A favorite movie of mine is Last of the Dogmen. (Not Last of the Dog Soldiers. That will get you a werewolf B-movie from the UK.) It is a very underrated movie. I've never met anyone who has ever heard of it before, but it always spoke to me. It was made in 1995 and stars Barbara Hersey and Tom Berenger. Brad and Angelina they are not. Tom and Barbara, aka Lewis and Lillian, are about as normal as two people can get. The kind of people you expect to have bad joints and back problems and tax returns. And they don't get along, but somehow they travel into the Montana wilderness (of which there is a lot) to find a lost Cheyenne tribe.
Something that has always stuck with me are these little snippets of narration quietly inserted. They never say precisely who the narrator is, but he has the gravelly old voice of a hard living man, simple and matter of fact. "Every story," he tells us in the opening credits, "begins and ends in the same place - and that's in the heart of a man. Or a woman. Now, we'll get to that in a little bit, but this here is a Western story, so it begins the way Western stories ought to - with outlaws."
Through the narrator we discover the back story between Lewis Gates, who's hired to track the outlaws and bring them out of the Montana mountains alive, Sheriff Deegan. We get a glimpse at Lewis' feelings for Lilian, because he's the kind of gruff man who won't just come out and say it, or show it. But more than that, through the narrator, we learn a thing or two about the way that stories are told and what makes them special.
"I'd say most of what I'm telling you is true. And the rest... well, the rest is the West."
That gruff old voice has stuck with me as I've contemplated my own story. Specifically, I've wondered what makes it unique, what's the theme, what's the point? And how do I tell it. It comes upon me that it is indeed a story. It seems like so many dharma books out there are telling us what-is and how-to. They aren't about the person writing them, not as the subject matter in any sense, and that person is usually some teacher who is already expected to have some level of wisdom to share. They don't always tell us how they came to their conclusions, the mistakes they made, the full process of their journey, though they may share anecdotes from time to time. They leave us guessing about the whole of it. No, they're writing to tell us what it is they have concluded. Well, I'm not that person. I haven't concluded. This isn't a what-is or how-to. This is an in-progress. This is a nitty-gritty, down in the dirt snapshot of awakening unfinished. No guessing, I'll tell you all of it straight up because, apparently, that's what I'm good at.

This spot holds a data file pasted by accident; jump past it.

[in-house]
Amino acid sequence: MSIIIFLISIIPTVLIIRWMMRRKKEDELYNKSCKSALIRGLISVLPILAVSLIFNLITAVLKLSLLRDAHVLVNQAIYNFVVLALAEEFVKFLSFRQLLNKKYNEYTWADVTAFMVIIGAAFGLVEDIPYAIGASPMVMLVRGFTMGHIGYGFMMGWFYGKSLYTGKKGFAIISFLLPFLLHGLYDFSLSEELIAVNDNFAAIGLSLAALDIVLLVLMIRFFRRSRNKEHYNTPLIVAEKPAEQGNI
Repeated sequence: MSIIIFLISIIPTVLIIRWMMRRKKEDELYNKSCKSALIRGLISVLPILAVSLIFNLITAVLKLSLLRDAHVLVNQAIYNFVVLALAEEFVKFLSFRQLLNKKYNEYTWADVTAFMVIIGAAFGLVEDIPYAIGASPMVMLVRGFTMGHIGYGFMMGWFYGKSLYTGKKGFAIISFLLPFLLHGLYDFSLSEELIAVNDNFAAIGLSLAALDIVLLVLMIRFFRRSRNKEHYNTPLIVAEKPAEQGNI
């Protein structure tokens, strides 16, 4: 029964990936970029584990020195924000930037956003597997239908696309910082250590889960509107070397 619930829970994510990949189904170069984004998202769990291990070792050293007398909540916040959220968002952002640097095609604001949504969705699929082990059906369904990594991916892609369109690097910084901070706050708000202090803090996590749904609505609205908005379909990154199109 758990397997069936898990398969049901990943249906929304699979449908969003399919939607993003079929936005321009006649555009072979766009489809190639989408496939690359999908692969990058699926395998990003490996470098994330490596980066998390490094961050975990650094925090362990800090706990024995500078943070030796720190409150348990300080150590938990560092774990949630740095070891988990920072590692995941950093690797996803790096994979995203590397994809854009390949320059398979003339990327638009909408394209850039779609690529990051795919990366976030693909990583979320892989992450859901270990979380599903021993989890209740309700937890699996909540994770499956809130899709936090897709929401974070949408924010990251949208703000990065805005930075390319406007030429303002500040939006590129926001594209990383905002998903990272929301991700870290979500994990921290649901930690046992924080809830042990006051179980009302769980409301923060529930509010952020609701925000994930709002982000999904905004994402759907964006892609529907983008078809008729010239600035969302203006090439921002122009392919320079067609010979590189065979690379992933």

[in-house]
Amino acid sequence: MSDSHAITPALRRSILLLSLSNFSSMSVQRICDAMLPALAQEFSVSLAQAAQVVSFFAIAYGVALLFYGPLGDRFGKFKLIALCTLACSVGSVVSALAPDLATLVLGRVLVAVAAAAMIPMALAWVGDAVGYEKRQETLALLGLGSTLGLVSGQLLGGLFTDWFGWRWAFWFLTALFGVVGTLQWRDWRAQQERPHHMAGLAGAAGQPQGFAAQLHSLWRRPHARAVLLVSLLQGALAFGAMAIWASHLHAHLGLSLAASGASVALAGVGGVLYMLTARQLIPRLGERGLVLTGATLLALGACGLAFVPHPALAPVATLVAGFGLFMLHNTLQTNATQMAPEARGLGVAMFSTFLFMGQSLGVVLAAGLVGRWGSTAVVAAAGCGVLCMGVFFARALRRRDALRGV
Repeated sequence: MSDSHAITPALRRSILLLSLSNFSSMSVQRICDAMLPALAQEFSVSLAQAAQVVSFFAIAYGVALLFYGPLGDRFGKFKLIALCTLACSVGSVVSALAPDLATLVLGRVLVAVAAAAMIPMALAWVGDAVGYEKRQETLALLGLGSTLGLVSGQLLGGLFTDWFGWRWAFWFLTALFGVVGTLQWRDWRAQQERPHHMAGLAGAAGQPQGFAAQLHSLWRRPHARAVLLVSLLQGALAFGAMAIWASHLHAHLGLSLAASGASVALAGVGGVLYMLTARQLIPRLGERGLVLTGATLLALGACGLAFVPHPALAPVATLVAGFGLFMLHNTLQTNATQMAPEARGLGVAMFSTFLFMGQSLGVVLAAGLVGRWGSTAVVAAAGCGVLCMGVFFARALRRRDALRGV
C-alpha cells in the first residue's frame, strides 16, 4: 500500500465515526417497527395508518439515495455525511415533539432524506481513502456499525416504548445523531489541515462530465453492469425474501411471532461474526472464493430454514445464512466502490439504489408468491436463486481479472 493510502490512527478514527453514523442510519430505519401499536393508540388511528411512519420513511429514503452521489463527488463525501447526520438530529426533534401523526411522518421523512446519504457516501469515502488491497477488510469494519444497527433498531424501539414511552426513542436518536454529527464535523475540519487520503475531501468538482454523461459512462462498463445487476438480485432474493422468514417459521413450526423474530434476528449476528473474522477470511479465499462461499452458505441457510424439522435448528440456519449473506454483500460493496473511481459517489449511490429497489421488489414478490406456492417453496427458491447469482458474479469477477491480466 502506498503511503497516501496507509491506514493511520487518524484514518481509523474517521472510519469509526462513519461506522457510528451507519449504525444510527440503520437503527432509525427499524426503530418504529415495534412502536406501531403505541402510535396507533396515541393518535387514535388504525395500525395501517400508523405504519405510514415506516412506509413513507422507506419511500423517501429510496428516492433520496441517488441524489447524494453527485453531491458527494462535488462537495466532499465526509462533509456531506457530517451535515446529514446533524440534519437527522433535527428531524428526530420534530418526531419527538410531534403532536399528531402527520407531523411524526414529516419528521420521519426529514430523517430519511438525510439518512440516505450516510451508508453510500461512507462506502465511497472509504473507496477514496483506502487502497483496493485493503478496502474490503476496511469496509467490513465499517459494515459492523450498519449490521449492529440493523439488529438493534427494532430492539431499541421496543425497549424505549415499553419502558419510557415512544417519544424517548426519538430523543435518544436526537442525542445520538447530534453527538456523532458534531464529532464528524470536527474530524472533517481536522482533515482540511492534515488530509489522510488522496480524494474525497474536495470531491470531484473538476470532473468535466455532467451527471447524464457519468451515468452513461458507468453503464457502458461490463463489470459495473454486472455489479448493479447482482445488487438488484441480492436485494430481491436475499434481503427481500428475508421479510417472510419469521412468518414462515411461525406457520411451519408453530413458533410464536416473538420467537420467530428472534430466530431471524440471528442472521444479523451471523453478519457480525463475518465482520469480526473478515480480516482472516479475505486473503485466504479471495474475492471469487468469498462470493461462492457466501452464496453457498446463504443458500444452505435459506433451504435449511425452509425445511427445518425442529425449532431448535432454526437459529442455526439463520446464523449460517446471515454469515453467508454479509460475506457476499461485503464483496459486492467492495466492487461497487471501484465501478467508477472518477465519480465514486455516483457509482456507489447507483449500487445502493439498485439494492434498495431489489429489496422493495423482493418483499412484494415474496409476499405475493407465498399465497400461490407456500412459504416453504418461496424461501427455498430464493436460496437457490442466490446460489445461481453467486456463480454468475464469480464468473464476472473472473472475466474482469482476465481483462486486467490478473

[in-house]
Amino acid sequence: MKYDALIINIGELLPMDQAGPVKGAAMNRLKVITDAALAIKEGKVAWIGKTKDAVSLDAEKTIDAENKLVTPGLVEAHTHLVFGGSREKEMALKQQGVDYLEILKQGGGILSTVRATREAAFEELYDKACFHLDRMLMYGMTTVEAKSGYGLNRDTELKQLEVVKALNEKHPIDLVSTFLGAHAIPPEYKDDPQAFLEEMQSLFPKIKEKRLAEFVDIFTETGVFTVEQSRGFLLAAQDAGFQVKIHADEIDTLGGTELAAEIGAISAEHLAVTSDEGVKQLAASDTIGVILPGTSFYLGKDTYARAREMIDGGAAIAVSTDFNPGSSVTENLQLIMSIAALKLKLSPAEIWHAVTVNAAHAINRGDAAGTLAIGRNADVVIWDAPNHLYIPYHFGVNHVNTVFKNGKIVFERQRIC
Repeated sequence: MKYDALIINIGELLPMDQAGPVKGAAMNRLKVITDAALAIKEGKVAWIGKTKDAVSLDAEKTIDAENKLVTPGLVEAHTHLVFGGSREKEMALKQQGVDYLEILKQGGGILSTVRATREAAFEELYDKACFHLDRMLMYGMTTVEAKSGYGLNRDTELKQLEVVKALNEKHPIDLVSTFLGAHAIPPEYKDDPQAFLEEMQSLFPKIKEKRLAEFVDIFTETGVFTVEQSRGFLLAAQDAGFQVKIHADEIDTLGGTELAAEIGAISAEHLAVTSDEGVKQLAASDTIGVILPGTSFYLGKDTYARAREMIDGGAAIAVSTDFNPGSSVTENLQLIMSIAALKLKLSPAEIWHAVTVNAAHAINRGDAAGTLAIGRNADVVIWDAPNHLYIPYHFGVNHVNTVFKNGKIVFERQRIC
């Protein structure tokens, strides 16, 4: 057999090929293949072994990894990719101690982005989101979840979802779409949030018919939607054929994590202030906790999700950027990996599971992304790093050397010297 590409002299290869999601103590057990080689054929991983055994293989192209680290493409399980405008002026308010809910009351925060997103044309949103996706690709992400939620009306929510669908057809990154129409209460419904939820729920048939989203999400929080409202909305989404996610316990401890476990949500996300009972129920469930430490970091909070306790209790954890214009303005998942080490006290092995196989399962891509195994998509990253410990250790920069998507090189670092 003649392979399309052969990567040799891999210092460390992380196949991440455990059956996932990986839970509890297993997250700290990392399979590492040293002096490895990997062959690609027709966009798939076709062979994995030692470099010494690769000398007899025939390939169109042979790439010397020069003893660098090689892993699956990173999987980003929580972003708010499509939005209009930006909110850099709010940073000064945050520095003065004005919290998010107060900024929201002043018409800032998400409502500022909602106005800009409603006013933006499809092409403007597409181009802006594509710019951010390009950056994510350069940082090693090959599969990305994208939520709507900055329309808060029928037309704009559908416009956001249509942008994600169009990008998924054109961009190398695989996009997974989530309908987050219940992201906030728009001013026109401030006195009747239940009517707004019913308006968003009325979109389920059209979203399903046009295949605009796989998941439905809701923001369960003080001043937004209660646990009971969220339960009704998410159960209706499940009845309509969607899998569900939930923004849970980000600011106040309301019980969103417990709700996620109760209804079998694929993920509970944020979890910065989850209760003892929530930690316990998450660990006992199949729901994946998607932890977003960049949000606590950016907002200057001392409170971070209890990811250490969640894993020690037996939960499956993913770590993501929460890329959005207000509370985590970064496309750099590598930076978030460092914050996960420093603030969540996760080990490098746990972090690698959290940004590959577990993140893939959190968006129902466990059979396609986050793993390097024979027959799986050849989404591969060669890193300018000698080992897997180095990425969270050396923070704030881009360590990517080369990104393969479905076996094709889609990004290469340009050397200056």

I've also wondered, time and again, why "Dharma Cowgirl?" Why not "Dharma Hippie" or "Dharma Yuppie," "Plains Dharma" or "Sandhills Dharma," or some other reference like "Common Sense Wisdom" or "Life In Progress." But something about the idea of cowgirl, of cowboy, has always spoken to me and I have been trying to understand this so that I can articulate it. It is not merely the mythology, not simply the rugged individualism, or place, or history. Nor can it be fully tied, made synonymous to, Trungpa's tradition of warriorship. It is something different, something more than that.
It is not independence in the classic sense of the word. It is not the "I don't need anything or anybody," kind of self-imposed isolation. It is an intrinsic understanding that no matter how many people you surround yourself with, how much help and support you have, teachers, sanghas, friends, in the end it's still up to you, on only your shoulders. It is the understanding that, irregardless of the interdependence of phenomena, we are all essential alone. Further, it is the willing acceptance of this fact. The will to move forward (or backward or sideways or stand still) with this knowledge and responsibility.
Essentially, we're on this path alone and we don't know what we'll discover as we travel it. But we are willing to travel it, we are willing to discover whatever it is we find. And that's the thing about Western stories, they are about that discovery. The characters are people who are willing to go looking, both in the great, wide spaces of the West and within their own hearts. They are people who won't settle for someone else's word on the matter. They understand they need to know for themselves.
In the movie, Lillian tells Lewis: "Look, Elvis is dead, the government is not hiding UFOs, and there are no Indians in the Oxbow." But Lewis doesn't believe her. He knows what he saw, even if it isn't quite sure what it was, and he goes about gathering facts, seeking to discover, and in the end, drags her along with him. But Lillian is the same. She wouldn't accept what Lewis believed until she saw it for herself and then she turns the tables, and drags him into a whole new life.
In the end, this is what I'm looking to say, but not just say. As the literary adage goes "Show, don't tell."
After all, if you're half the cowgirl I am, you wouldn't believe me if I just told you anyway.